The first time I heard about the protests surrounding Ani DeFranco’s decision to host a ‘Righteous Retreat” for artists at a former plantation in New Orleans was an article in Salon by Brittney Cooper. I read the article and immediately jumped to “what was DiFranco thinking holding a retreat in a former plantation and that apology. Honestly”. I made all the appropriate noises suggesting that I would never be so callous as to engage in replicating the white supremacy in such an egregious manner.
It turns out I was engaged in some deeply hypocritical self-delusions.
I have to be brutally honest: I have never thought about plantations other than architecturally beautiful buildings. In DiFranco’s position, it would never have occurred to me that it was a problem. I have that ‘romantic’ view of plantations as beautiful; much in the same way that I view estates like Chatsworth in England or the city of Liverpool which was basically built from the profits of the Slave trade even after slavery was declared illegal in the UK.
I’m a historian by training. I know the history of slavery. I know that plantations were built on the profits of the brutal kidnapping, torture and murder of African peoples. I know that the beautiful buildings I love to see in Liverpool, and a large number of other cities, were built on the profits of the brutal kidnapping, torture and murder of African peoples. I know this and yet I remove the buildings, which I admire, from their historical context. As much as I would like to pretend I would have been more aware than DiFranco, it is only a delusion based on the theory that I can’t possibly be personally responsible for replicating the White Supremacy.
I attended a conference on Holocaust Studies in Krakow many, many moons ago. Part of the conference was a tour of Auschwitz-Birkenau given by women survivors. Auschwitz is the general name given to a large complex which includes 3 large concentration camps: Auschwitz 1 for men, Auschwitz II (Birkenau) which functioned as the women’s concentration camp and a death camp, and Auschwitz III (Monowitz) which was the slave labour camp. Auschwitz was surrounded by over a hundred smaller satellite slave labour camps in which conditions differed. As part of the tour, we were allowed access to areas of Birkenau which are generally closed to the public, including the brothel. To say the tour was harrowing would be a gross understatement. Whilst I was there, a school group of Polish children around 12-13 were also touring the facility. Their tour ended with a group photo in front of the Polish Martyrs wall, where Polish fighters were executed. The children were pushing and shoving and laughing. The photo itself involved the children sticking out their tongues, doing bunny ears and attempting to pose like rappers. It was completely inappropriate and made Birkenau feel like an amusement park rather than the mass grave of more than one million people.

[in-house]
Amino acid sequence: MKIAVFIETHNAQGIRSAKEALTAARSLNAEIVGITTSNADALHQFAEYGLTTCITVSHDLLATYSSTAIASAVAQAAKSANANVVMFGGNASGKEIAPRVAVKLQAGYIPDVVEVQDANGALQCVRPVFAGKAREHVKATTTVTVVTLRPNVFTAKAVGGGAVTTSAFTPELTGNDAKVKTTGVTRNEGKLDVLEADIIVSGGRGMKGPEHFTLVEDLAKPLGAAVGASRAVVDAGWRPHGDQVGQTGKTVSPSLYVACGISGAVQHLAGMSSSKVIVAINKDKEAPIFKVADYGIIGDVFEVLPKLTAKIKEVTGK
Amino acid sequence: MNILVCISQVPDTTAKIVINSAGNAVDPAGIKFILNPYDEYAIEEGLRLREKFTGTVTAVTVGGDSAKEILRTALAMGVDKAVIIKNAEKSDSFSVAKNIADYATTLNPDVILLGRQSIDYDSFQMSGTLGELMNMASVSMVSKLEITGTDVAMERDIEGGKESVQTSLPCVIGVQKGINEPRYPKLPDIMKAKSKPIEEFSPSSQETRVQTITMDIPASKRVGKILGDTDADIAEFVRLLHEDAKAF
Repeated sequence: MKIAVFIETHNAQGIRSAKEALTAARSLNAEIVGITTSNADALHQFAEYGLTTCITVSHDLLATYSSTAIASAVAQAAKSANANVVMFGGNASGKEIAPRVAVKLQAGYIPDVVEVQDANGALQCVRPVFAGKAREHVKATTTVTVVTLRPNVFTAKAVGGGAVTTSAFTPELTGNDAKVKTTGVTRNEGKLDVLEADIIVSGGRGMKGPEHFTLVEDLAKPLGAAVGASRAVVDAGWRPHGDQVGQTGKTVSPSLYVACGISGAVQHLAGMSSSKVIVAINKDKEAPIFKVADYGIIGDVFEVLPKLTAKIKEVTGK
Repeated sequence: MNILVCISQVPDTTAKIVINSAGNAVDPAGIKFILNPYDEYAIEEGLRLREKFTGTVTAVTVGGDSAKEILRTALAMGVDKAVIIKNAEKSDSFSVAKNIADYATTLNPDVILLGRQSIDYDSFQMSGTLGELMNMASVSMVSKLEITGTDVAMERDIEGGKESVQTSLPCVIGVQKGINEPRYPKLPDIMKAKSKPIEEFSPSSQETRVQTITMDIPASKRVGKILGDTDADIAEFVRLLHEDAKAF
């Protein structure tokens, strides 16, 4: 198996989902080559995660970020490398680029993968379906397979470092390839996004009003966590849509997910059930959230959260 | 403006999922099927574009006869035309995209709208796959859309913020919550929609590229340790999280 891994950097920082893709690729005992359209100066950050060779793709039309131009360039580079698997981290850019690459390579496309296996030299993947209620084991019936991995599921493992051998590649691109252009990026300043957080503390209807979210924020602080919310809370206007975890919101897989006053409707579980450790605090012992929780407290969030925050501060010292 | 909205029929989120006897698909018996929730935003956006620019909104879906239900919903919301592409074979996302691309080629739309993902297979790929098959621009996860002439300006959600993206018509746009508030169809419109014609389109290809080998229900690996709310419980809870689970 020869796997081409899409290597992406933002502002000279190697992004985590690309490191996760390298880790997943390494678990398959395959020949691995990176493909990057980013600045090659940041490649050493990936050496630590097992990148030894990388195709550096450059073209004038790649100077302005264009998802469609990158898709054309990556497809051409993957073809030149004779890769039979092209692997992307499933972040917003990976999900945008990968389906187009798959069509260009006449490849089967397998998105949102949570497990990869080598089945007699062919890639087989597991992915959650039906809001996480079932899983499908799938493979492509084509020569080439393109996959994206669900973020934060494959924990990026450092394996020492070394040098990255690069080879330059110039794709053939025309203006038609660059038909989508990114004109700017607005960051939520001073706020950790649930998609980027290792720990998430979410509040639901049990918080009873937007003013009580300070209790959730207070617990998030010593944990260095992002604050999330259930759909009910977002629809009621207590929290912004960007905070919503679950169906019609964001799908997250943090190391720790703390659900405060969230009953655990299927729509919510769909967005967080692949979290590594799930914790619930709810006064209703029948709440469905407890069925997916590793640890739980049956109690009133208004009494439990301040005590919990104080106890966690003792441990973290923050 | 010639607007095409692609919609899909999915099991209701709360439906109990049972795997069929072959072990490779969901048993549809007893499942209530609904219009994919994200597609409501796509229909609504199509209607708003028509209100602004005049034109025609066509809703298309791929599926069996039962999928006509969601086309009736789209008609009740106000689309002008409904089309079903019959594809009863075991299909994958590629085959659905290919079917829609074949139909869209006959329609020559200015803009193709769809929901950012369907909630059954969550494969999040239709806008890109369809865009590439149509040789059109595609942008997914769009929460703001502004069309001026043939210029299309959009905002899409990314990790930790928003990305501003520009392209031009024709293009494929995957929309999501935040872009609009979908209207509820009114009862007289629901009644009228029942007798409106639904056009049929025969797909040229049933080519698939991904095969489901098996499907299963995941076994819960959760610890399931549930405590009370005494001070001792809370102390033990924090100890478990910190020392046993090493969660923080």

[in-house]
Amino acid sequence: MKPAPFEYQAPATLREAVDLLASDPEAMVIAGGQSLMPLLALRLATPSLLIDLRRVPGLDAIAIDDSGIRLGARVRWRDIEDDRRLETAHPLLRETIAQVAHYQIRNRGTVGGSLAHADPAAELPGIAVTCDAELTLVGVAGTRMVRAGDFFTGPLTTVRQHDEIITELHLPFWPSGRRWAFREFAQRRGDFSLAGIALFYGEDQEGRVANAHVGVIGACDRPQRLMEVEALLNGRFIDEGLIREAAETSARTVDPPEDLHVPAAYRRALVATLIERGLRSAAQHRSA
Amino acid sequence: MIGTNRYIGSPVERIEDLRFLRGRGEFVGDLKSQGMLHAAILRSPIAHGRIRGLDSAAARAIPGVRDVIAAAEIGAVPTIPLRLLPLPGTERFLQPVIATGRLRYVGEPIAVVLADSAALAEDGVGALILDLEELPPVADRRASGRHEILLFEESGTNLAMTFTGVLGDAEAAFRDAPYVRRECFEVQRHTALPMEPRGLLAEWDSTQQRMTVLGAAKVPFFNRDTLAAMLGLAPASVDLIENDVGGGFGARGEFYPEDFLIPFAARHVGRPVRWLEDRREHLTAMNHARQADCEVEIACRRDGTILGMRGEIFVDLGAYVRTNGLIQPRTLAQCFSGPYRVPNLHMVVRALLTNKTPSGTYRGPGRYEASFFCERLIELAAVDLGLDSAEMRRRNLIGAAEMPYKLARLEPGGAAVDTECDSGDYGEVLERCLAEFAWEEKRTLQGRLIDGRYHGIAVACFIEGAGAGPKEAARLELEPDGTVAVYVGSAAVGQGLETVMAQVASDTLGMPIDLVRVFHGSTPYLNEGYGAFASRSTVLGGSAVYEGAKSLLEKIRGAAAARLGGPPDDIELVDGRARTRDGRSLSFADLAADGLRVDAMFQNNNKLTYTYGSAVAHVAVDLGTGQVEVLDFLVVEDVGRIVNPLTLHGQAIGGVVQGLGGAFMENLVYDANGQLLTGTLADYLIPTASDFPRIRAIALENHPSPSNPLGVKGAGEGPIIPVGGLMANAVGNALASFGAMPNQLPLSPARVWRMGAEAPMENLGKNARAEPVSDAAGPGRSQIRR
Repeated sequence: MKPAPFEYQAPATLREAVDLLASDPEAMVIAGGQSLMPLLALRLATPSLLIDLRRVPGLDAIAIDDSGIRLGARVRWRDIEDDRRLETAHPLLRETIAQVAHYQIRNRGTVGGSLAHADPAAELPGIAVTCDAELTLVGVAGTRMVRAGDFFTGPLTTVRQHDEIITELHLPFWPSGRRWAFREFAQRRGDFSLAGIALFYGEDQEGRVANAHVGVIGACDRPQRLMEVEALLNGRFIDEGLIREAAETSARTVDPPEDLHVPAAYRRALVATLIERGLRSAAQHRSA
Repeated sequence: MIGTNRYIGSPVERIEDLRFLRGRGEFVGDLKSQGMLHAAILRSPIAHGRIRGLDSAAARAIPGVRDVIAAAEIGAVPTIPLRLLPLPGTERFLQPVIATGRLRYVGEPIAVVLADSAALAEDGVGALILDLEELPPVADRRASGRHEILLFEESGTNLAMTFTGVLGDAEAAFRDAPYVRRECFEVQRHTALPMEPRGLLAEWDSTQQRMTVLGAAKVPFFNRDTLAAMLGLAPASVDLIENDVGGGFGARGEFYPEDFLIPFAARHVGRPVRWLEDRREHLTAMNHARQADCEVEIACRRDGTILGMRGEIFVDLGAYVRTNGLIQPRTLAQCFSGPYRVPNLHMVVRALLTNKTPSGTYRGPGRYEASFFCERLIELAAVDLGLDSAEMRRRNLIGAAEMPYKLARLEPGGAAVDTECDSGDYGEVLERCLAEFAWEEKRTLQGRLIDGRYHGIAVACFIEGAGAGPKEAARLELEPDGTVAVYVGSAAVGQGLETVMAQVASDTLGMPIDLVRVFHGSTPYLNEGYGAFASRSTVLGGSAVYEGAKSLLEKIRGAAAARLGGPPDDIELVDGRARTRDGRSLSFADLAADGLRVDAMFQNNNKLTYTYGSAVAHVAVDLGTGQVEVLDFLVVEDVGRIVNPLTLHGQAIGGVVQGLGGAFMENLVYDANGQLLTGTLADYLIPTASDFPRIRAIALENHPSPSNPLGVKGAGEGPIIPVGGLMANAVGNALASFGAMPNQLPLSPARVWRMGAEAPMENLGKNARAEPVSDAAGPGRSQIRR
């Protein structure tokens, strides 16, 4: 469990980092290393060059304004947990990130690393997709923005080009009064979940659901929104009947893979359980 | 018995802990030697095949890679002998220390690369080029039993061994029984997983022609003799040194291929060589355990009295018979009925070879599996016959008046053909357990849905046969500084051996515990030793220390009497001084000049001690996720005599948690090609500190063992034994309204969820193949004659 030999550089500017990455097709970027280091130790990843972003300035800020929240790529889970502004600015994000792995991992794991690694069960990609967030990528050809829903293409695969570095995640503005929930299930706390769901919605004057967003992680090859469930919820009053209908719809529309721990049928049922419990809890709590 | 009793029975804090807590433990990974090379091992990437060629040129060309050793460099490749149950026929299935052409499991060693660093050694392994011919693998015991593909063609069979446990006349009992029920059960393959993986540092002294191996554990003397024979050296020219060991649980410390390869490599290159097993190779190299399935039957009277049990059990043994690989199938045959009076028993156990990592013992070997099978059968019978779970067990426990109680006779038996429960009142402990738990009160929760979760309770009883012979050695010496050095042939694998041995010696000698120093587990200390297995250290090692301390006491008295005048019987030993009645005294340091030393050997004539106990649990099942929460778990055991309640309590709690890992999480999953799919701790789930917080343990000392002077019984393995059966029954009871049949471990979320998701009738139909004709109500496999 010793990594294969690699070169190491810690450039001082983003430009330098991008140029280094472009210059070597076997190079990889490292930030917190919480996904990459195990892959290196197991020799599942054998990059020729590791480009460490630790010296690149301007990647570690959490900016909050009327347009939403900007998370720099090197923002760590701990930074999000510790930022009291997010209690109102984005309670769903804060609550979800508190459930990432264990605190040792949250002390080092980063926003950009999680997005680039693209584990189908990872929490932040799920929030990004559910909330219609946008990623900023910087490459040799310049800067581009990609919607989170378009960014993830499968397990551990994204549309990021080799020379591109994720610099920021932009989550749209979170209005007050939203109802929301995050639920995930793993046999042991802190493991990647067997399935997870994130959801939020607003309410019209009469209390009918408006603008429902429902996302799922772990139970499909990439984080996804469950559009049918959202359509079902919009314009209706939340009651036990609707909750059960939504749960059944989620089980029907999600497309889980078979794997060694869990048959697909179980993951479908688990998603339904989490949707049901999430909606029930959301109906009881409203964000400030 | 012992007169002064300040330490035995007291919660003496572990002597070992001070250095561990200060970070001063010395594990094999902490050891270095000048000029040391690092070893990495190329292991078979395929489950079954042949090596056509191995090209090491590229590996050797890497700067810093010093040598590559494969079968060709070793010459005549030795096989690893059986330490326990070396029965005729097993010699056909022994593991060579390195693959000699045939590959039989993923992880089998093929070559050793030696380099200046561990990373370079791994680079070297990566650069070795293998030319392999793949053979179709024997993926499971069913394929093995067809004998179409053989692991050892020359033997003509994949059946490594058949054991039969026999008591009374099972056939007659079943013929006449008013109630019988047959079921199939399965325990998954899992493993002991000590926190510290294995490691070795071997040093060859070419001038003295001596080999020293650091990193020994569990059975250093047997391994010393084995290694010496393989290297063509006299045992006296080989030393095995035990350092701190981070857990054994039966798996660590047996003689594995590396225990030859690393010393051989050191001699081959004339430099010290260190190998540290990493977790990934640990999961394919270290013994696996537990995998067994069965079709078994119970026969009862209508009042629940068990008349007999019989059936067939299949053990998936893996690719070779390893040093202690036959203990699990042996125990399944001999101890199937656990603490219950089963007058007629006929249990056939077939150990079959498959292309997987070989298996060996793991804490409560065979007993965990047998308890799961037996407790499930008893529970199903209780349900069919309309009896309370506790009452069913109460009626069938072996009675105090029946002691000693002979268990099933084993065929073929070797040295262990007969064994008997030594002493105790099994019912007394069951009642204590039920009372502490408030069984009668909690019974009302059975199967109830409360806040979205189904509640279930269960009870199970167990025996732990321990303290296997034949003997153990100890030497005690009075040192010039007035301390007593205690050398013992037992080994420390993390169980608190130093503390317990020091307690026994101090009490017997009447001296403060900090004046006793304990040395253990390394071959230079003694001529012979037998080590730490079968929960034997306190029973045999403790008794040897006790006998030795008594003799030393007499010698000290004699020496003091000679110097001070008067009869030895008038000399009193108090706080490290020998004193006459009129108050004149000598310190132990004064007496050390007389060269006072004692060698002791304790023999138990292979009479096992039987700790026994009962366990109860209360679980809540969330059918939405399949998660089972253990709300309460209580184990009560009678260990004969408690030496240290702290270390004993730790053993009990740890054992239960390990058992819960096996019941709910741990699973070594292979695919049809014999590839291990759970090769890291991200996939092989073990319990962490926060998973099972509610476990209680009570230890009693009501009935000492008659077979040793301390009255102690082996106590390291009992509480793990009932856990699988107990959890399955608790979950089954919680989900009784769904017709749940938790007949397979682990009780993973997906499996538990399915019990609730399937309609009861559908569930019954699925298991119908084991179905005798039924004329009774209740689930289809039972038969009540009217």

So, why do I feel that plantations are different? Hundreds of thousands of slaves were tortured, torn from their families, subject to inhumane physical and sexual abuse and were murdered in them (and because of them). Yet, because I class the buildings as architecturally significant and beautiful, somehow they are exempt of representing the mass graves of slaves.
Obviously, this comes down to my unexamined white privilege but it’s made me think of all the historical sites I love visiting whose histories are rooted in violence, racism and xenophobia that I don’t even think about. Although, I did once have a spectacular tantrum in the Tower of London who have managed to neglect to mention the whole issue of opium in the “Chinese Wars of the 1850s” in which Britain fought China to open it up to international trade for tea without mentioning pesky issues like colonialisation, racism or morphine addiction. By the time we got to the “Hammer of the Scots” being referred to as an excellent general with no mention of mass murder, I was set for spontaneous combustion. This memory is vivid only because it’s the first time I’ve ever questioned the value of visiting sites of extreme violence.
In Ani DiFranco’s place, I doubt it would have occurred to me that a former plantation was an inappropriate place for a retreat. I would hope that my apology for being called on this would have been less, shall we say, whiny but would it?
I’m left with some incredibly uncomfortable feelings about how I view history and historical sites.